Is chaos on the internet one step closer?
Analysts are suggesting that’s a fair summation after the European Union’s committee on legal affairs voted Wednesday in favor of a new Copyright Directive that, while mostly updating technical language, does include a provision critics consider a virtual ban on web links.
Also, a provision to create massive new levels of liability for websites.
Only a day ago, WND reported on warnings from tech websites regarding the proposals.
While the result of the vote, and its impact in the United States, remains uncertain at this point, it raised alarms from The Next Web over the “extremely controversial Copyright Reform.”
There, contributor Mar Masson Maack warned that the EU demands could include upload filters, ancillary copyright and restrictions on text and data mining.
“It’s not certain how the vote will go as members of the European Parliament (MEPs) are still split on key articles of the reform, but whatever the conclusion will be, it’s certain that it’ll greatly affect the future of the internet in the EU and beyond. The result will form the EU Parliament’s stance on copyright and will have huge implications for the final stage of the law making process,” Mack wrote.
The blog continued, “The most contested parts of the Copyright Reform are – and always have been – articles 11 and 13; the former concerns ancillary copyright and link tax, while the latter deals with uploading filters and censorship machines.”
At the Verge, a report Wednesday said the EU took “the first step in passing new copyright legislation that critics say will tear the internet apart.”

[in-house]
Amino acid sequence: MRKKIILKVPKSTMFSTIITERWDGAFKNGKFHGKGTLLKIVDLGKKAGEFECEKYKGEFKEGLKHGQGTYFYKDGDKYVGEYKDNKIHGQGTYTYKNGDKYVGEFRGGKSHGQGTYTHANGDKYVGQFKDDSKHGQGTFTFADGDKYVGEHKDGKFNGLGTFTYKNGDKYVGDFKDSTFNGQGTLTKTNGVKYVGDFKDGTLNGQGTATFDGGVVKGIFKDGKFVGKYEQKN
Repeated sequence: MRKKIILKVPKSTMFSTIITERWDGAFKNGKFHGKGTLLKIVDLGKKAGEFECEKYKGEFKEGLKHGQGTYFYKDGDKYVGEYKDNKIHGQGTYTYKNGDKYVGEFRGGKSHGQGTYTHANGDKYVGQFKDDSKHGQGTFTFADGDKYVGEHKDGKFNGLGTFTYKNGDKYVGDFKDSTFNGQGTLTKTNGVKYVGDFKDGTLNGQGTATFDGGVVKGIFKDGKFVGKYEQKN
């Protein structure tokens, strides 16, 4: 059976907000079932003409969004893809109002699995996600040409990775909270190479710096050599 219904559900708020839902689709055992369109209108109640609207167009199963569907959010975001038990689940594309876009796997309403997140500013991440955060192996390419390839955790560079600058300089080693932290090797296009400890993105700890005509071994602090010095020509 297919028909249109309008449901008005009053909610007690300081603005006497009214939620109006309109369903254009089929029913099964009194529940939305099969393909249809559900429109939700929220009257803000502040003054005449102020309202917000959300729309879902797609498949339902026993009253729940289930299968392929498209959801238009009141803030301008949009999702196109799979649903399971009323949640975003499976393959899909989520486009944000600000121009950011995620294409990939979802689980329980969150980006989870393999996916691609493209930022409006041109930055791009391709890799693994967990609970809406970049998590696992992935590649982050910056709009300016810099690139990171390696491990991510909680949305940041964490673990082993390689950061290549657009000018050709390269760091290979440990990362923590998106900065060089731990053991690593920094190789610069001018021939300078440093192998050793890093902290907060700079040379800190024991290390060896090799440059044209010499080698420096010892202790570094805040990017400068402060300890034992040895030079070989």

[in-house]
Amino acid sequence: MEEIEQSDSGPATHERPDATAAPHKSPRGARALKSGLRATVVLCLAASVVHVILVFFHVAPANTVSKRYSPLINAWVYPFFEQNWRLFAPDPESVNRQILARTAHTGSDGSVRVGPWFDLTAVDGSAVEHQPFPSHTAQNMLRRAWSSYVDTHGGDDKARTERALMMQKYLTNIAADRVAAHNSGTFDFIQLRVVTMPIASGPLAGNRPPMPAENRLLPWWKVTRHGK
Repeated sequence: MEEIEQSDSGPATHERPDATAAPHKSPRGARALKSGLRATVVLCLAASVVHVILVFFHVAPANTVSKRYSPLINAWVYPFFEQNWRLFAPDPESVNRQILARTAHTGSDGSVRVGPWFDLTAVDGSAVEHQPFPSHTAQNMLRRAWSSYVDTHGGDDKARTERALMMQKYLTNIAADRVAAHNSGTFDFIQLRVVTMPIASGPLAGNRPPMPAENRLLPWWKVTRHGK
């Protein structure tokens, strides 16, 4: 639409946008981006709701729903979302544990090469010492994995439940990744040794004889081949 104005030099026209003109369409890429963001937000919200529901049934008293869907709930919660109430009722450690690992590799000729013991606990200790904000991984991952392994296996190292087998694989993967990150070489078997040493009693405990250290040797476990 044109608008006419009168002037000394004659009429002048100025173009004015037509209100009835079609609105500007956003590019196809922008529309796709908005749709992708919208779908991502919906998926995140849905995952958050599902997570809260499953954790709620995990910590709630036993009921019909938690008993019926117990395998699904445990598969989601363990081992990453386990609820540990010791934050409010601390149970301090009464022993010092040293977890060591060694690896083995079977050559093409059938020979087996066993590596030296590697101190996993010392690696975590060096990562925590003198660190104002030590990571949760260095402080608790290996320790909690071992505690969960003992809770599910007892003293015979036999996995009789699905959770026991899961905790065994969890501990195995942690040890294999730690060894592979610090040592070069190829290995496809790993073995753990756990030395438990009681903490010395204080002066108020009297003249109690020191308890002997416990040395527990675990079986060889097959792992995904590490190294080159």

It cited concern over Article 11, “a ‘link tax,’ which would force online platforms like Facebook and Google to buy licenses from media companies before linking to their stories; and Article 13, an ‘upload filter,’ which would require that everything uploaded online in the EU is checked for copyright infringement.”
The report said, “EU lawmakers critical of the legislation say these articles may have been proposed with good intentions – like protecting copyright owners – but are vaguely worded and ripe for abuse.”
MEP Julie Reda said the fight actually is not over, because the radical ideas have to be approved by the European Parliament later. A vote schedule hasn’t been announced yet.
The Verge reported Joe McNamee, of the digital rights group EDRi, said the result was disappointing, but the opposition is growing.
“I was told that the volume of calls, emails, and texts everyone in the Parliament has been getting has led people not in the [JURI] committee to start getting worried,” he said. “This momentum is pushing down the likely majority [in the European Parliament] every day.”
Concluded the Verge, “If the legislation is passed in its current form, it would have a devastating effect. Article 13, for example, would require the creation of an automatic filter for all online content uploaded in the EU, checking it against a database of copyright licenses. The system would be costly to create, impossible to keep up-to-date, and easily gamed by copyright trolls.”
Matt Drudge, the king of news aggregators, comment several years ago during an interview that should that standard be adopted, it would be all over for his operations.
At the time, he warned it could be that “they’re going to make it so you can’t even use headlines.”
Similar legislation already has failed in Spain and Germany, but Raegan MacDonald, EU principal at Mozilla, which has a browser presence online, said there remains a ton of confusion.
“I think there would be a whole lot of confusion. I think there’ll probably be a lot of negative implications that we haven’t even thought of right now because the system is so confusing and so ill thought out. There’s no upside to it. I think we’ll see a lot of damaging effects there,” she said in the Next Web article.
It said, “Article 11 was presented as a way to help publishers fight back against tech giants and news aggregators, basically forcing companies like Google and Facebook to pay publishers for the content that draws people to their platform. This might seem like lofty goals, but MacDonald believes that copyright is being used in a proxy battle over the internet and that European politicians don’t truly understand what copyright is about.”